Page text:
Rowena Rodrigues, Trilateral Research
As the SATORI project concludes this month, let’s consider the future of ethics assessment, its challenges, and the role of policy-makers in fostering it to ensure research and innovation (R&I) excellence and global leadership.
The future of ethics assessment will be as bright, as we wish it to be, and work to make it. According to the European Commission, ethics is given the highest priority in EU funded research: all the activities carried out under Horizon 2020 must comply with ethical principles and relevant national, EU and international legislation, for example the Charter of Fundamental Rights of the European Union and the European Convention on Human Rights. Ethics will continue to be an “integral part of research from beginning to end, and ethical compliance is seen as pivotal to achieve real research excellence” (Horizon 2020 Framework Manual). As the SATORI policy brief “Supporting ethics assessment in research and innovation” states, national-level ethics assessment should be supported by legal frameworks, funding and the right impetus – these will help it fulfil its objectives more effectively and contribute to the positive impacts of R&I.
As highlighted by participants at the SATORI final conference held in Brussels on 18-19 September 2017 and the SATORI policy recommendations report, the key challenges will continue to be the fragmentation of efforts, low awareness levels, lack of institutional support in some areas, shortage of resources (human, financial, time), the strong influence of economic and political circumstances on the functioning of ethics committees, and cross-cultural agreement about moral limits of R&I. Each of these challenges calls for concerted and sustained efforts by stakeholders to address them using various means e.g., embedding ethics in the institution and fostering a commitment to it, sharing of good practice, mutual learning and dialogue.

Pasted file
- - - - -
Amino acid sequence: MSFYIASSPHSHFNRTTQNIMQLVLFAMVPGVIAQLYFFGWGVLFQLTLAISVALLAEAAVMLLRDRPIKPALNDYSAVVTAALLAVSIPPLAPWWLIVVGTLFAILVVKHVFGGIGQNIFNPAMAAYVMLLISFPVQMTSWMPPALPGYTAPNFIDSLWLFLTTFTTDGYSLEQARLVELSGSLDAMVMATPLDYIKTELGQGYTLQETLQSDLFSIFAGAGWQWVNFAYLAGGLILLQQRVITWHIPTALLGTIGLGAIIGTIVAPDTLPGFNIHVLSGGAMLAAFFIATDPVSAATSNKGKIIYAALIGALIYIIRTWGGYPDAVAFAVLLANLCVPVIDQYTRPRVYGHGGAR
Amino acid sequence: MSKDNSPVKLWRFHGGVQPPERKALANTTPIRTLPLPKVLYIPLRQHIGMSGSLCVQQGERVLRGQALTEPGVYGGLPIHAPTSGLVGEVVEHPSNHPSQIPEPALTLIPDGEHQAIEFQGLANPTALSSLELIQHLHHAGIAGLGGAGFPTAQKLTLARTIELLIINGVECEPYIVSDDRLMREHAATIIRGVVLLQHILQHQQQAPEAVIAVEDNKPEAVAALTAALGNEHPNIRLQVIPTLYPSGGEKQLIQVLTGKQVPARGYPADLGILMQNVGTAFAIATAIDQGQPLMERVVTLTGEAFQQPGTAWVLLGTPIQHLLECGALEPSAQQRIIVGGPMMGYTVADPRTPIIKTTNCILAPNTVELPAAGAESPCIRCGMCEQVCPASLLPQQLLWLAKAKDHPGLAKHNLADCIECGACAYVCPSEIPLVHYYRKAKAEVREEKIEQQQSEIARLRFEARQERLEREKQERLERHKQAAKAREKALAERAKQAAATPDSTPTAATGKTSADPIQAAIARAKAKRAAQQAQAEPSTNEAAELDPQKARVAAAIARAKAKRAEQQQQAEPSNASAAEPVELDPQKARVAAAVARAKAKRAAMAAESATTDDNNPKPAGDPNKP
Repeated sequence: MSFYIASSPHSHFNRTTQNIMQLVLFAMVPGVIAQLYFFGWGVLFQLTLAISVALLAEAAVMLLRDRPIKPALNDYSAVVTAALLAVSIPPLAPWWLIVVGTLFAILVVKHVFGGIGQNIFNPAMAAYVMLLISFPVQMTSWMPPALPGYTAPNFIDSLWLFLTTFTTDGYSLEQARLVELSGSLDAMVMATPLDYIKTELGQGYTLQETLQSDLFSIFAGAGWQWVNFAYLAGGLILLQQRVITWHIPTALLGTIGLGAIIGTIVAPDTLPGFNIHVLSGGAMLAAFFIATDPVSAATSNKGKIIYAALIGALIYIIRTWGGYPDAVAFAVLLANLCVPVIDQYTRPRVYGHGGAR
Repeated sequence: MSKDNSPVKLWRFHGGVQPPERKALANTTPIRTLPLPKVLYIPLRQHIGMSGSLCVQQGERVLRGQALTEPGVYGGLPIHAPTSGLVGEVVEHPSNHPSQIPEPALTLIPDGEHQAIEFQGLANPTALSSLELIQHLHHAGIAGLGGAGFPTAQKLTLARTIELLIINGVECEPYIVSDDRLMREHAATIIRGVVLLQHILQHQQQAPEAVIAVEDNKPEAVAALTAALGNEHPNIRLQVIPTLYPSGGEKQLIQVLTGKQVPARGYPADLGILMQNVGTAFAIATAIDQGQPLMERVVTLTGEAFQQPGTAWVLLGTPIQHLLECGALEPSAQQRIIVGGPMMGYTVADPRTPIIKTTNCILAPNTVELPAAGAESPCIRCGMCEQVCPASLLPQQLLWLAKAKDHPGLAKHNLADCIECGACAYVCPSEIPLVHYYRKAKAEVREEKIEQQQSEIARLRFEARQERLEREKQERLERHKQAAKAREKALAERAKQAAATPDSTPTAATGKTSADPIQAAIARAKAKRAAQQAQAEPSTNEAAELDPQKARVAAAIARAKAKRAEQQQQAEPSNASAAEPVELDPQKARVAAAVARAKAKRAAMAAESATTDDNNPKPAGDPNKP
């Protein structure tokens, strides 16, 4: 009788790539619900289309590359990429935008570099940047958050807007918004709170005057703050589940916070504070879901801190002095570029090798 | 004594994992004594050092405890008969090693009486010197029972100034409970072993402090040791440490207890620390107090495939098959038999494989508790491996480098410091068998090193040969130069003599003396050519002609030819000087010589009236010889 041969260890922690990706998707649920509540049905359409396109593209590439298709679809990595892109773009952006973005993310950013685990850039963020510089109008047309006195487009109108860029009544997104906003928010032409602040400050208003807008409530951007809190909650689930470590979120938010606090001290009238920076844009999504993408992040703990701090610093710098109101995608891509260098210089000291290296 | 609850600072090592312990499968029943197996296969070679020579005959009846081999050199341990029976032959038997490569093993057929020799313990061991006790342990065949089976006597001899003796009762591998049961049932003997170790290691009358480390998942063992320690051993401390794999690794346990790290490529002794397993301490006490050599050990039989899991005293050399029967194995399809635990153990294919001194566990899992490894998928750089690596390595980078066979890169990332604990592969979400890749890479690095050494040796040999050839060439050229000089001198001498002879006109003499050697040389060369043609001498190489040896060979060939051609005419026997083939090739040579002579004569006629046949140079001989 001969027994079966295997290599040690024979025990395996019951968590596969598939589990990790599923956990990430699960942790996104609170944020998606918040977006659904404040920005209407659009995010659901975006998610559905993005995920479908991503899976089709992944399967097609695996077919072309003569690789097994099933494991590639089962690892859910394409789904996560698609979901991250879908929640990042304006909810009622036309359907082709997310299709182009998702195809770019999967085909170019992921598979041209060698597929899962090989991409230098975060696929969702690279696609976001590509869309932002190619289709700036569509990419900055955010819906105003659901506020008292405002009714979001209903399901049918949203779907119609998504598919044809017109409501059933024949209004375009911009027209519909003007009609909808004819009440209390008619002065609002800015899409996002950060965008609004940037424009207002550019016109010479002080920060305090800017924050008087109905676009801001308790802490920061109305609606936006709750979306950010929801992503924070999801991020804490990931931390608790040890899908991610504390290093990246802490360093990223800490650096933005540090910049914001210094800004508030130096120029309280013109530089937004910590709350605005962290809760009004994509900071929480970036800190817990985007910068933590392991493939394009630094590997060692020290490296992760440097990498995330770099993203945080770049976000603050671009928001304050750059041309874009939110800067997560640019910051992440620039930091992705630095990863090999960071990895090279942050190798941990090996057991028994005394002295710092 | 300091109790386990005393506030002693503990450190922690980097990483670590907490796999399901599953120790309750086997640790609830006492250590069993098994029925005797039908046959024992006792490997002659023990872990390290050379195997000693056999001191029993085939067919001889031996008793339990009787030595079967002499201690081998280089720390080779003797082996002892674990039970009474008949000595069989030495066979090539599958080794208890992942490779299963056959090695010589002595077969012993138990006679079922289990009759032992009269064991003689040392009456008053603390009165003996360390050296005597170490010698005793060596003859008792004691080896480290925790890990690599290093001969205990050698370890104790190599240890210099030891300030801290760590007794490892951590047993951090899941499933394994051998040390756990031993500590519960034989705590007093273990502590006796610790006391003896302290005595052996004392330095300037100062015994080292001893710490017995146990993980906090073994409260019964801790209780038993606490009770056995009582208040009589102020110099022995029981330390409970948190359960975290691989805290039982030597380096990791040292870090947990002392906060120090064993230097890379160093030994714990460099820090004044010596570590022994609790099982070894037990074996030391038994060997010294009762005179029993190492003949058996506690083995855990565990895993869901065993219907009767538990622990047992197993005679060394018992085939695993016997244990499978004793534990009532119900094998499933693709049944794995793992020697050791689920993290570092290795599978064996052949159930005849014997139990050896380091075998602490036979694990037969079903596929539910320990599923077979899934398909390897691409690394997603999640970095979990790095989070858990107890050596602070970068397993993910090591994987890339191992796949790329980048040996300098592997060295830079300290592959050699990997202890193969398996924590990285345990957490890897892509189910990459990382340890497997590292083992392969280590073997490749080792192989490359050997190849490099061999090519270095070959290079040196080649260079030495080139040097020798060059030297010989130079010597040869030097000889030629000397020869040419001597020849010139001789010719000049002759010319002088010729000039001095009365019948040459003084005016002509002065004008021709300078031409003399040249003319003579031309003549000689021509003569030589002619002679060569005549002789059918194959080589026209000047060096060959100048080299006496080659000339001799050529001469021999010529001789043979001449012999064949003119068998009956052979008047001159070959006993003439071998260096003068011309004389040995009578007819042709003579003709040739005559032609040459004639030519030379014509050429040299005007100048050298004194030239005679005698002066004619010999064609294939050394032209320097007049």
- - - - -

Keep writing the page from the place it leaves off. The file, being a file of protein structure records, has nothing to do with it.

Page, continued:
Policy-makers, due to their influential position, play a key role in helping address these challenges effectively. Based on its theoretical and empirical work and its policy watch and policy monitoring activities, SATORI developed six policy briefs and has made various recommendations for policy-makers. These recommendations aim to support the uptake of the project results and, on the broader level, to take EU ethics assessment to a whole new level – one that gives European research and innovation a significant leadership in considering and addressing ethical impacts and ensuring R&I excellence. The figure below summarises the recommendations.
If policy-makers (international, European and national) take it upon themselves to follow these recommendations, there will be a sea change in ethics assessment practices in R&I, and this will help alleviate the challenges ethics assessment currently faces. Support from the policy-level is critical to foster ethical and societally beneficial R&I.
While SATORI concludes this month, our work too, does not end here. The good work that SATORI has done in promoting good practice in ethics assessment and RRI will continue in various ways. The use of the SATORI CWA 17145 will be monitored and reviewed after three years. Drawing upon our results, SATORI partners will continue to collaborate widely on themes such as ethics assessment, ethical impact assessment, ethics of technologies, responsible research & innovation (RRI) to ensure buy-in to its results and to create a lasting impact, e.g., via EU-funded projects such as ENERI, GoNano, HEIRRI, NewHoRRIzon and SIENNA.